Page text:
The insurance companies take all this information into account to determine what the odds are that you’ll become disabled and for how long. The premium is calculated based on that risk — and, your occupation matters. If you are a professional lion tamer, you’ll pay much higher premiums compared to an accountant.
How to Pay Less for Disability Insurance
There are a few ways to keep disability insurance premiums down. You will have to weigh the cost of premiums with the impact of losing your income to determine whether you should use any of these cost-saving measures.
Buy sooner rather than later. Disability insurance is appropriate until you retire, so you could sign up for a policy in your 50s or 60s, but sooner is even better. Younger individuals pay less for the coverage.
Get a noncancelable rider if your policy of choice doesn’t come with this provision. You’ll pay a bit more in premiums, but that cost will never go up, and you’ll probably save money in the long run.
Choose a more extended waiting period for benefits to start after becoming disabled. For example, if you choose a 90-day waiting period, known as the elimination period, instead of 30 days, your premiums will be lower. You will need to ensure you have adequate savings to cover those 90 days, however. The elimination period is a time over which the insurer can monitor the insured’s health to see if they recover from illness before paying benefits.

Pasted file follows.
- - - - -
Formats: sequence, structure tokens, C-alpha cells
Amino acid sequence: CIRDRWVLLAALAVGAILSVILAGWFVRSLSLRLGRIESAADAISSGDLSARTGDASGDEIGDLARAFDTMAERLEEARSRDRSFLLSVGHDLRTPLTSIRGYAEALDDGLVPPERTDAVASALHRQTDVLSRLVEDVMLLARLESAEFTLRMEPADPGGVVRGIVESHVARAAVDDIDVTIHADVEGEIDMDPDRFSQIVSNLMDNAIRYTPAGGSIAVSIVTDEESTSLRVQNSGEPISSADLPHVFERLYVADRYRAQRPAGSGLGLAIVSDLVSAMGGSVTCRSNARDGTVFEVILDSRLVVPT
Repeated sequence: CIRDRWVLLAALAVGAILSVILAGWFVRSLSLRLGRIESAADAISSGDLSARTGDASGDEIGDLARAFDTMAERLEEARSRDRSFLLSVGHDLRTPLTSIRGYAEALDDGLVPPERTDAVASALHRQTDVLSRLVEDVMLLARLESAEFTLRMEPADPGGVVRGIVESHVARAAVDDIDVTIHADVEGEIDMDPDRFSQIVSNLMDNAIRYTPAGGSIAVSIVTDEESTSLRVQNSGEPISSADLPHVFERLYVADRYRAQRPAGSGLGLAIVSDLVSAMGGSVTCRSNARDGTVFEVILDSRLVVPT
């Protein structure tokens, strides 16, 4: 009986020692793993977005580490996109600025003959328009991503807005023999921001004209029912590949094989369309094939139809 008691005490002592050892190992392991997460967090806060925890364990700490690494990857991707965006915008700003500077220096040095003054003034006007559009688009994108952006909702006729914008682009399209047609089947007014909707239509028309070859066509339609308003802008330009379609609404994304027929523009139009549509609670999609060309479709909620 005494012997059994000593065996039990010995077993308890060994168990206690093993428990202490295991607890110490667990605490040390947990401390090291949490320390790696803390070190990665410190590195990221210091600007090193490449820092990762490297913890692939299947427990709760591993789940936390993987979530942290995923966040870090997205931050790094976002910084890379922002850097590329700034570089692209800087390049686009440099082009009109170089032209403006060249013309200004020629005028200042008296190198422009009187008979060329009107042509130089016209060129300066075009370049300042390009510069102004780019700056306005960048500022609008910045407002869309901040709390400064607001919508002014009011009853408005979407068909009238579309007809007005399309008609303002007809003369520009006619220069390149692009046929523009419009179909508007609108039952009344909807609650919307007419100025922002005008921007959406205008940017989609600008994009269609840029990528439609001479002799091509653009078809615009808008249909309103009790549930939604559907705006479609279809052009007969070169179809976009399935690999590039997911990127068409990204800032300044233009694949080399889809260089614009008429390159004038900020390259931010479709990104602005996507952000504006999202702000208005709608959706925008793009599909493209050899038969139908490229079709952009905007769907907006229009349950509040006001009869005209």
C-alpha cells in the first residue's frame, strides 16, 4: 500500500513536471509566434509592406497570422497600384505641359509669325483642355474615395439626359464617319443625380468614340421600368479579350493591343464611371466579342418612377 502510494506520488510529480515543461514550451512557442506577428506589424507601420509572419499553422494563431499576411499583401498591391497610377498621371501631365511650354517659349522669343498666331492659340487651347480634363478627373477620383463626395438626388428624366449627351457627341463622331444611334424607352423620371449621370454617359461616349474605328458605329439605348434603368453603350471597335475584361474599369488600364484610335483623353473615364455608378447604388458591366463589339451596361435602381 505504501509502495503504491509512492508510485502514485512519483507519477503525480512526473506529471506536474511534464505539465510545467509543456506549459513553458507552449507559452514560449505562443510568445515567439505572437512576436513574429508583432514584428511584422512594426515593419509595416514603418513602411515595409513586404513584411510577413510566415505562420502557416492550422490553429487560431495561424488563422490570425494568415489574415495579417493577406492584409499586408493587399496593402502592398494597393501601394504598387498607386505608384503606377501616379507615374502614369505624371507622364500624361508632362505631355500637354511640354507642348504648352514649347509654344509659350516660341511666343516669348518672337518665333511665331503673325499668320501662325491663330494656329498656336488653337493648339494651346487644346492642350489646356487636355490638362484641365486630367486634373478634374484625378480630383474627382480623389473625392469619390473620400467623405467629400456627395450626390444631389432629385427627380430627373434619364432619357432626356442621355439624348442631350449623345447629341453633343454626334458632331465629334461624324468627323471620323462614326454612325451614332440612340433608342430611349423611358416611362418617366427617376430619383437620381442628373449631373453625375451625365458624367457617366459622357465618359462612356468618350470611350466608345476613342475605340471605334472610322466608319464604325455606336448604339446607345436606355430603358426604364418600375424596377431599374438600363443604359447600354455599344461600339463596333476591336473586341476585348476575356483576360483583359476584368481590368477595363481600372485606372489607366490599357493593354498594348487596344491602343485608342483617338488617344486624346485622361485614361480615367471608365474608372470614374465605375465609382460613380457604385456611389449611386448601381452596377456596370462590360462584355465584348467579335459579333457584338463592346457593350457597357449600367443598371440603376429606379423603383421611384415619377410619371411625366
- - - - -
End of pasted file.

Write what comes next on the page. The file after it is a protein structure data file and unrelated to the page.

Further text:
Electing a shorter benefit period will lower the cost of disability insurance. Approach this choice very thoughtfully, however. You could save money on premiums but be disabled well past the benefit period expiration, causing significant financial difficulty.
Compare the cost of premiums against impact of lost income.
Select any-occupation rather than own-occupation disability insurance. To qualify for benefits on an own-occupation policy, you have to be disabled and unable to work at your current job. You can work at other jobs and still receive payments, but you’ll pay higher premiums for this coverage. With any-occupation disability insurance, you do not receive benefits unless you are so disabled that you can’t work at any job. Since this type of disability is less likely, any-occupation policies cost less. The option you choose is a balance between the cost of premiums and how easily you want to be able to qualify for benefits.
Our Search For The Best Disability Insurance Companies
1. We searched over an extensive list of 25 disability insurance companies.
2. We evaluated disability insurance companies based on our expert-guided buying criteria: policy options, company reputation, financial strength and ease of application, among other criteria.
3. We provided the best disability insurance companies for your consideration.
With so many disability insurance companies to choose from, finding the best option can take hours of your time. Many insurance companies don’t publish full information online about the policies they sell. We did all that work for you to come up with our top four disability insurance companies, each chosen for a different reason to meet the needs of just about anyone looking for a disability plan.